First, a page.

Congressional Republicans from across the ideological spectrum yesterday rejected the White House's open-wallet approach to rebuilding the Gulf Coast, a sign that the lockstep GOP discipline that George W. Bush has enjoyed for most of his presidency is eroding on Capitol Hill.
Trying to allay mounting concerns, White House budget director Joshua B. Bolten met with Republican senators for an hour after their regular Tuesday lunch. Senators emerged to say they were annoyed by the lack of concrete ideas for paying the Hurricane Katrina bill.
"Very entertaining," Sen. John McCain (R-Ariz.) said sarcastically as he left the session. "I haven't heard any specifics from the administration."
"At least give us some idea" of how to cover the cost, said Sen. Conrad Burns (R-Mont.), who is facing reelection in 2006. "We owe that to the American taxpayer."
The pushback on Katrina aid, which the White House is also confronting among House Republicans, represents the loudest and most widespread dissent Bush has faced from his own party since it took full control of Congress in 2002. As polls show the president's approval numbers falling, there is growing concern among lawmakers that GOP margins in Congress could shrink next year, and even rank-and-file Republicans are complaining that Bush is shirking the difficult budget decisions that must accompany the rebuilding bonanza.
Rep. Tom Feeney (R-Fla.) said he and other fiscal conservatives are feeling "genuine concern [which] could easily turn into frustration and anger."
Congressional Republicans are not arguing with Bush's pledge that the federal government will lead the Louisiana and Mississippi recovery. But they are insisting that the massive cost — as much as $200 billion — be paid for. Conservatives are calling for spending cuts to existing programs, a few GOP moderates are entertaining the possibility of a tax increase, and many in the middle want to freeze Bush tax cuts that have yet to take effect.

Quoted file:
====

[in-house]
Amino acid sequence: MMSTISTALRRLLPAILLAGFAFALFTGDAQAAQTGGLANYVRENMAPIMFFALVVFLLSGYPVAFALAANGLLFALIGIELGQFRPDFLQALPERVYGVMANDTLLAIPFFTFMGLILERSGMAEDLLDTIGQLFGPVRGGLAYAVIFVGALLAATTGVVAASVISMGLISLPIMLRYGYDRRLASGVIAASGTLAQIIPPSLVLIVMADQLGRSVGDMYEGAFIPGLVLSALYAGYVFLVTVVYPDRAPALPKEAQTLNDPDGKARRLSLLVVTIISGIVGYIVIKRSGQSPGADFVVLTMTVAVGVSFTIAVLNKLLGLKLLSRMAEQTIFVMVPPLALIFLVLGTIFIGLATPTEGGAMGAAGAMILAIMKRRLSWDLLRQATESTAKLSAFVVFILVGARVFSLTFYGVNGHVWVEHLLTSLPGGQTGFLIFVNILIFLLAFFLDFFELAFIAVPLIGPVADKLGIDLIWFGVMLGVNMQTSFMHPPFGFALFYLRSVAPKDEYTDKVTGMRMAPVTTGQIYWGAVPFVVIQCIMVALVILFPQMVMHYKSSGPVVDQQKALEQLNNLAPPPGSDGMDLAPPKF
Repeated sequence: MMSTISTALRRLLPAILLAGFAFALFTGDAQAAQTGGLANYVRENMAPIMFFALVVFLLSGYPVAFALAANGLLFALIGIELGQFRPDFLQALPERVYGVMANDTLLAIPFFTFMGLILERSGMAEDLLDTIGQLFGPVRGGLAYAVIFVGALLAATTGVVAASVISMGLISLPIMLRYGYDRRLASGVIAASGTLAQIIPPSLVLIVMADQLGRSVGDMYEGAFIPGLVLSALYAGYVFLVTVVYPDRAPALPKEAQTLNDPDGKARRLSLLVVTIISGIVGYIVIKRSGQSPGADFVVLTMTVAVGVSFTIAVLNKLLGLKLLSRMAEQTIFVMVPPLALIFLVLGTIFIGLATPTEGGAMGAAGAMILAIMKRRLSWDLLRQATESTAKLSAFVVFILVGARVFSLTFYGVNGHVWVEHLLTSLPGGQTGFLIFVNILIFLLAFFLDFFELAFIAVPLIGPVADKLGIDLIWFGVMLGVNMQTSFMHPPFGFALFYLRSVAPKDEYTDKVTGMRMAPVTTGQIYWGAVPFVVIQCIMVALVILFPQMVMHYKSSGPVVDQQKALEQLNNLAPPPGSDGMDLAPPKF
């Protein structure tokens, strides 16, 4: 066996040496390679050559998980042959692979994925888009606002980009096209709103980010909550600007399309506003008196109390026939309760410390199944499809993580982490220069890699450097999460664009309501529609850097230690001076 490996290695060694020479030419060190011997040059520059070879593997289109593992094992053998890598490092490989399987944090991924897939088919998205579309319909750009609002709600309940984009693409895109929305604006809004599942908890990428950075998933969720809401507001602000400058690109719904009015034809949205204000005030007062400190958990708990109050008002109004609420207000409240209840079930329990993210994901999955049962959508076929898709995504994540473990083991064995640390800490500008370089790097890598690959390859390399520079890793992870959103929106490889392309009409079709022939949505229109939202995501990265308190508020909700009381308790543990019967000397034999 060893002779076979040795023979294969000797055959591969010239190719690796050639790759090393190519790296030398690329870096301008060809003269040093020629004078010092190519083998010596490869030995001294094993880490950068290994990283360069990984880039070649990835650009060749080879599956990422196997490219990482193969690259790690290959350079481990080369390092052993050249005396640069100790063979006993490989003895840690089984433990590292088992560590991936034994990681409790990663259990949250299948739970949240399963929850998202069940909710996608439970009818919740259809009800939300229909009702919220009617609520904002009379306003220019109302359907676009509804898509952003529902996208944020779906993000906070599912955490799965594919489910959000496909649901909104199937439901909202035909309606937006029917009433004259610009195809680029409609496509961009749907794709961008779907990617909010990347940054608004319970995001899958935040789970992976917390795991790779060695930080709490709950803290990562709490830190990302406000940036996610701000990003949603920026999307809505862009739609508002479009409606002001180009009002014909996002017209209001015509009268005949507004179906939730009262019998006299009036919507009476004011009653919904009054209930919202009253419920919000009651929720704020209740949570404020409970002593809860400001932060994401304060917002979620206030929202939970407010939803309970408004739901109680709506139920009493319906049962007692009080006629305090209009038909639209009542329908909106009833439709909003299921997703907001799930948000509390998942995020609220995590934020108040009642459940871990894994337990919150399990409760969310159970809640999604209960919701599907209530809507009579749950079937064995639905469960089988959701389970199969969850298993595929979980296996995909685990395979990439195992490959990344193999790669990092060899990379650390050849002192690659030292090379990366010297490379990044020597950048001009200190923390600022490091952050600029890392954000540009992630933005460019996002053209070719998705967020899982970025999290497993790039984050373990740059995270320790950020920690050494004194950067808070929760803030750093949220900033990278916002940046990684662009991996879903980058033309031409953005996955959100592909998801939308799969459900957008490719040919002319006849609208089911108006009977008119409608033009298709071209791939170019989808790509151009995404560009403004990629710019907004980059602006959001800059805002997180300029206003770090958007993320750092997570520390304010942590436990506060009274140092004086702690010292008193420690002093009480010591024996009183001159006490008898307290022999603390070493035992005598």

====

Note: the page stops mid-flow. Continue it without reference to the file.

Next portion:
The resistance suggests that Bush's second term could turn out far rockier and more contentious than his first. One indicator many Republicans are watching to gauge whether Bush is becoming a liability for the party is in Pennsylvania, where Rick Santorum, the No. 3 Republican in the Senate, is trailing state treasurer Bob Casey Jr. by double digits.
"My caucus would do anything for Senator Santorum," Sen. Lincoln D. Chafee (R-R.I.) said of his colleague. Chafee, who himself faces a tough reelection battle next year, predicted Republicans will increasingly be faced with the choice of propping up Bush or protecting their own. "I think they're going to collide," Chafee said of the two options.
Asked whether Bush's problems were a factor in his slump, Santorum responded, "That may be."
The White House is aware of the growing political problem and has moved on several fronts to pacify Republicans — with decidedly uneven results. Treasury Secretary John W. Snow, in a speech yesterday, said the White House will be forced to put several plans on the "back burner," including changes to the estate tax and permanently extending first-term tax cuts. "It's taken over the national agenda, and I think it will for a while," he said.
This prompted protests from one of the White House's closest allies, House Majority Leader Tom DeLay (R-Tex.), who said waiting on taxes was unacceptable. But White House officials said Snow was accurately reflecting Bush's intentions.